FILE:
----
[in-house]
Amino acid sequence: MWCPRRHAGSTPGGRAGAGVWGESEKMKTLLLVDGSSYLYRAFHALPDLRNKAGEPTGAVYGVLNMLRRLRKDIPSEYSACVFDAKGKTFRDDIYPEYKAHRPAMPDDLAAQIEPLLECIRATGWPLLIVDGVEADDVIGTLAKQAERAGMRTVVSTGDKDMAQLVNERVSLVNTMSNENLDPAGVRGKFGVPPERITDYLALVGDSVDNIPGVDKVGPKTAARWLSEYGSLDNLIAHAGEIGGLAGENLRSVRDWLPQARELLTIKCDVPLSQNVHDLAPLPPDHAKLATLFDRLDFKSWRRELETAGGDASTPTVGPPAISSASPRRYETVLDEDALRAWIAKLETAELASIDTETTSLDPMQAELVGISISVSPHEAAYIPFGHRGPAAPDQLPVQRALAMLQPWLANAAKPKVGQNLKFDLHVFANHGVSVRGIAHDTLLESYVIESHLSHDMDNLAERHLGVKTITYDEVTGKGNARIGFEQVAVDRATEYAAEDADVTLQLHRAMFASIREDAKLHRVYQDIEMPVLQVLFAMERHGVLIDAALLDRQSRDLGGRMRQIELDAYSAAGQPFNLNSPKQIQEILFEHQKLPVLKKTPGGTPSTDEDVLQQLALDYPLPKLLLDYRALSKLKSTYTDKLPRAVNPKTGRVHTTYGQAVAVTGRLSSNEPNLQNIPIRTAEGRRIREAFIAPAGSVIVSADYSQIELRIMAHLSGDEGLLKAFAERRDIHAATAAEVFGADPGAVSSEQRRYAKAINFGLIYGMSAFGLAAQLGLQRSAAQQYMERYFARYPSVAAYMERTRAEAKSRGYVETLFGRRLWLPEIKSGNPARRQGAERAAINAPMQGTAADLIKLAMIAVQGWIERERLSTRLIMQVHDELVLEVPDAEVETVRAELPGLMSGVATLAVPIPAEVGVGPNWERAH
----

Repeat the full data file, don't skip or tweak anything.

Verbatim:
[in-house]
Amino acid sequence: MWCPRRHAGSTPGGRAGAGVWGESEKMKTLLLVDGSSYLYRAFHALPDLRNKAGEPTGAVYGVLNMLRRLRKDIPSEYSACVFDAKGKTFRDDIYPEYKAHRPAMPDDLAAQIEPLLECIRATGWPLLIVDGVEADDVIGTLAKQAERAGMRTVVSTGDKDMAQLVNERVSLVNTMSNENLDPAGVRGKFGVPPERITDYLALVGDSVDNIPGVDKVGPKTAARWLSEYGSLDNLIAHAGEIGGLAGENLRSVRDWLPQARELLTIKCDVPLSQNVHDLAPLPPDHAKLATLFDRLDFKSWRRELETAGGDASTPTVGPPAISSASPRRYETVLDEDALRAWIAKLETAELASIDTETTSLDPMQAELVGISISVSPHEAAYIPFGHRGPAAPDQLPVQRALAMLQPWLANAAKPKVGQNLKFDLHVFANHGVSVRGIAHDTLLESYVIESHLSHDMDNLAERHLGVKTITYDEVTGKGNARIGFEQVAVDRATEYAAEDADVTLQLHRAMFASIREDAKLHRVYQDIEMPVLQVLFAMERHGVLIDAALLDRQSRDLGGRMRQIELDAYSAAGQPFNLNSPKQIQEILFEHQKLPVLKKTPGGTPSTDEDVLQQLALDYPLPKLLLDYRALSKLKSTYTDKLPRAVNPKTGRVHTTYGQAVAVTGRLSSNEPNLQNIPIRTAEGRRIREAFIAPAGSVIVSADYSQIELRIMAHLSGDEGLLKAFAERRDIHAATAAEVFGADPGAVSSEQRRYAKAINFGLIYGMSAFGLAAQLGLQRSAAQQYMERYFARYPSVAAYMERTRAEAKSRGYVETLFGRRLWLPEIKSGNPARRQGAERAAINAPMQGTAADLIKLAMIAVQGWIERERLSTRLIMQVHDELVLEVPDAEVETVRAELPGLMSGVATLAVPIPAEVGVGPNWERAH